Monday, December 9, 2013

VEILED ROSE Read-Along: Chapter 8

Things are starting to get tense for our Leo and Rose Red . . . but before we get started, let me quickly remind you that if you are wondering how to get your name entered in the weekly drawing, please check out the November 30 post. It will enlighten you.

And now, back to our story . . .


Chapter 8

The cave: Once more, Rose Red leads Leo by strange Paths up to the wolf’s head cave. There’s a strong implication that she leads him outside of his own world, though it’s never overtly stated. He cannot even find rocks to support himself against, but must cling to Bloodbiter’s Wrath and allow Rose Red to guide him. Again, an interesting moment of dependence in our bold Leo . . . 

What a tale this would be: Leo is all about being part of the legends and stories of his own nation. He wants the heroes of old to be real, and he wants to take his place among them. This desire is a good one, a strong motivation in a young heart.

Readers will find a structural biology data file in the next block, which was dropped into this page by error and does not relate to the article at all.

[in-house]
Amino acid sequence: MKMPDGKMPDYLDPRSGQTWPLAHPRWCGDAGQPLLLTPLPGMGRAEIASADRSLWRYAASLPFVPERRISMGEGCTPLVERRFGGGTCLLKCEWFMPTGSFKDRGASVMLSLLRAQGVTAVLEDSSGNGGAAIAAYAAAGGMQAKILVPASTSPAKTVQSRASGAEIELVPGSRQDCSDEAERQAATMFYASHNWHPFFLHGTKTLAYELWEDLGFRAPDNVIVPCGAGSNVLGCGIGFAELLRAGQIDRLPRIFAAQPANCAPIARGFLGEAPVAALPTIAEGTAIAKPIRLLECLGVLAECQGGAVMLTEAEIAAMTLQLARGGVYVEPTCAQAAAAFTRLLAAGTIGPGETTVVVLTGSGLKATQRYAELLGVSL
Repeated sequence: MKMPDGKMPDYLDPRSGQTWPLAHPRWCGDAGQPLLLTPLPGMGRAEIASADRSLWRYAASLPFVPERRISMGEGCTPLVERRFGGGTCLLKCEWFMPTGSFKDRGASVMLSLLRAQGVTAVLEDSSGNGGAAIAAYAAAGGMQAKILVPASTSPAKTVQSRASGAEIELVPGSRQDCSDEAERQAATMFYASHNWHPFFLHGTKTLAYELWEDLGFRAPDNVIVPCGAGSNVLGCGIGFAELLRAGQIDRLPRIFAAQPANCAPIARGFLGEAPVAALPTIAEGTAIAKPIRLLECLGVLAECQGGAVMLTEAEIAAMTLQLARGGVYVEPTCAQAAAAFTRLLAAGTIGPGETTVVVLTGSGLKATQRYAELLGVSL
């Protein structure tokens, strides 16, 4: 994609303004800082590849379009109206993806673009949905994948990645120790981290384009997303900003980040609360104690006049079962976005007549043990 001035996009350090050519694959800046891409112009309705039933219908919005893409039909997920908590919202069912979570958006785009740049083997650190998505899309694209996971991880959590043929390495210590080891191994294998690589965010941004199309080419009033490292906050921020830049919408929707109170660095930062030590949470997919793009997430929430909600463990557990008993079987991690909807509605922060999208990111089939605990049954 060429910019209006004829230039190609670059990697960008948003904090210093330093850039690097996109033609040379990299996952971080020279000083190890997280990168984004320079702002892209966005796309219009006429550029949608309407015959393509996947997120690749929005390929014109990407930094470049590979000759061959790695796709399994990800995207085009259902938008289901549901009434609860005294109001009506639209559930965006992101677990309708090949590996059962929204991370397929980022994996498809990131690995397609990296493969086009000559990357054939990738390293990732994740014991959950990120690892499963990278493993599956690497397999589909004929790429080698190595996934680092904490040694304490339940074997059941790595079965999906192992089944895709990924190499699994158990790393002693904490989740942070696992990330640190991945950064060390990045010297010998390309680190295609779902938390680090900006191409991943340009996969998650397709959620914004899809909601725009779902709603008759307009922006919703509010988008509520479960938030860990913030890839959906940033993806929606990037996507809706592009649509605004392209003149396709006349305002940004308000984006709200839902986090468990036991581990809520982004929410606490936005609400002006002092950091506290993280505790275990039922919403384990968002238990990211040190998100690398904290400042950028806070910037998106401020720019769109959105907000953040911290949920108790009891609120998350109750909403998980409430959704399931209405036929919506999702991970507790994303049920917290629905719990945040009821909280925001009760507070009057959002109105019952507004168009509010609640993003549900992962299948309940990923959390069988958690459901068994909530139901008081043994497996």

But Leo has other motivations and desires equally strong. Such as the desire to impress Foxbrush. The desire to be perceived as a hero is just as strong as the desire to actually be a hero. Possibly stronger.

A reflected glimpse: So Leo has his first glimpse of the monster. And what he sees makes him furiously angry . . . but the text doesn’t tell us what he saw exactly. It says he saw the monster . . . and he tells us he saw a reflection of his own “fool face.” But what is not being revealed here?

Here is another instance where, by not giving away all information, I hoped to encourage the reader to engage with the text. Many readers get frustrated these days if everything is not neatly spoon-fed them. But there are still readers out there who like a challenge. Who like to be given little puzzle-pieces which they have to try to fit together. And even then, the puzzles pieces don’t necessarily form the same picture for everyone.

I try not to be obscure when I write, because obscurity implies lack of control. But I do like to withhold my hand now and then. To make readers work for it. This scene is one such instance.

Though, of course, if you stick with the book, I believe that later on Leo does tell us more specifically what he saw that night.